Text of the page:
Born into the Italian aristocracy, she became Queen Consort of France upon the 1547 coronation of her husband, Henry II. A well-known patron of the arts and architecture, she commissioned the construction of the Tuileries Palace in Paris.
The Florence-born daughter of members of the wealthy and influential Medici family, she was forced to live in a convent for several years of her childhood after her family members were removed from power in 1527.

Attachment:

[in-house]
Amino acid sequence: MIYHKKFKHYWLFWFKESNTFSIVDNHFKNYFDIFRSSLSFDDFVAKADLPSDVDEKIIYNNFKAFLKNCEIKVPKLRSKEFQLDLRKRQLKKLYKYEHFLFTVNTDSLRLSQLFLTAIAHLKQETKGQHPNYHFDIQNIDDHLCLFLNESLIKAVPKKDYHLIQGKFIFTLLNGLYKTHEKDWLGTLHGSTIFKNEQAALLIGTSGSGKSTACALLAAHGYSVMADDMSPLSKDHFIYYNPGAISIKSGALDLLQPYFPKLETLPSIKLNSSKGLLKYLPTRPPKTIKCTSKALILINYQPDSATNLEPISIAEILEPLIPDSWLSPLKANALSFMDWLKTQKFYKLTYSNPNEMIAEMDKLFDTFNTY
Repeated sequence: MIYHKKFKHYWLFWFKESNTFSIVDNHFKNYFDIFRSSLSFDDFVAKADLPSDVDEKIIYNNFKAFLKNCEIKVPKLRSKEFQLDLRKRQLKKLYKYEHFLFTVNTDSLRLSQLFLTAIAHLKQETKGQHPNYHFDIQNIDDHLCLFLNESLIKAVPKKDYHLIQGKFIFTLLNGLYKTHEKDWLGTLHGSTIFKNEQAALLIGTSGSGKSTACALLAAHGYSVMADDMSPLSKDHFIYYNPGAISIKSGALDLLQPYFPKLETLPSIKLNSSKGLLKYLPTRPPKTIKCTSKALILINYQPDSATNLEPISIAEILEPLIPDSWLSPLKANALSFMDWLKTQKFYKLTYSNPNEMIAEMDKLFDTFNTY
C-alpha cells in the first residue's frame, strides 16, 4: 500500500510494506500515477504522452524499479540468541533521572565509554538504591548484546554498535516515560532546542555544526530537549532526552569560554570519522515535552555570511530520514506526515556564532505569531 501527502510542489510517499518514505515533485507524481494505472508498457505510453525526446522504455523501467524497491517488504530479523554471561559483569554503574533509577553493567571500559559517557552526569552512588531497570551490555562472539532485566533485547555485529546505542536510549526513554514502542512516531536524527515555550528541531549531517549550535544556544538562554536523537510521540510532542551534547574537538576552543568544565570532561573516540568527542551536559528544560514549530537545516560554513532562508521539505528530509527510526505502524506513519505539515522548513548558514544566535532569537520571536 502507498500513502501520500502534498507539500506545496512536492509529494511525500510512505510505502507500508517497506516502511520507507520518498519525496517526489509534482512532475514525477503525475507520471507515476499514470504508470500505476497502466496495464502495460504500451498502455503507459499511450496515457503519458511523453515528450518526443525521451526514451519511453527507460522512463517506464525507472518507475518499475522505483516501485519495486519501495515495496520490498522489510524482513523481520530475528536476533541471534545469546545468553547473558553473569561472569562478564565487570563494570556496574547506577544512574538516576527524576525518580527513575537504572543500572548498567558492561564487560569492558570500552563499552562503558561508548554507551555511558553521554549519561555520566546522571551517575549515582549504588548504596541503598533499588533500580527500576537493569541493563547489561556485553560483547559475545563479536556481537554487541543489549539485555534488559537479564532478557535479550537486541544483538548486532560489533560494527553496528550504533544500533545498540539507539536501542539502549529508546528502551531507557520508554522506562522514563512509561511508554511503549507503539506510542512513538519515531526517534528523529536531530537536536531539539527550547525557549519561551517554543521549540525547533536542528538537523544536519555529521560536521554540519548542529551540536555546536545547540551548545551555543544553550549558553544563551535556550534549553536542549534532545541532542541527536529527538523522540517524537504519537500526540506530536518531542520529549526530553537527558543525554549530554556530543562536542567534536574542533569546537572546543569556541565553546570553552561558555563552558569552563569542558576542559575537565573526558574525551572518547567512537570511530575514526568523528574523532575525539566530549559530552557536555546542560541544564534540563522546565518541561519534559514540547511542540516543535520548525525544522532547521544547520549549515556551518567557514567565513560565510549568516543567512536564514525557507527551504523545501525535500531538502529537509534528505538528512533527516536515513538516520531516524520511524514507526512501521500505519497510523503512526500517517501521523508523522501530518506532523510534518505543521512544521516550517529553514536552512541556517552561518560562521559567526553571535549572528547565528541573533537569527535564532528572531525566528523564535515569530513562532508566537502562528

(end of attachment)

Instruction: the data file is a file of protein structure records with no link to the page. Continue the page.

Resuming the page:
As a result of both her influence on her ruling sons and her seemingly cold-hearted policies toward the Huguenots, she received some blame for the 1572 St. Bartholomew's Day Massacre.
Her marriage to Henry II produced five sons and five daughters. Her three oldest sons -- Francis II, Charles IX, and Henry III -- all became Kings of France, and her daughters Elisabeth and Margaret served as Queens of Spain and France, respectively.
She was the daughter of Lorenzo de Medici, the one-time Duke of Urbino and ruler of Florence, Italy.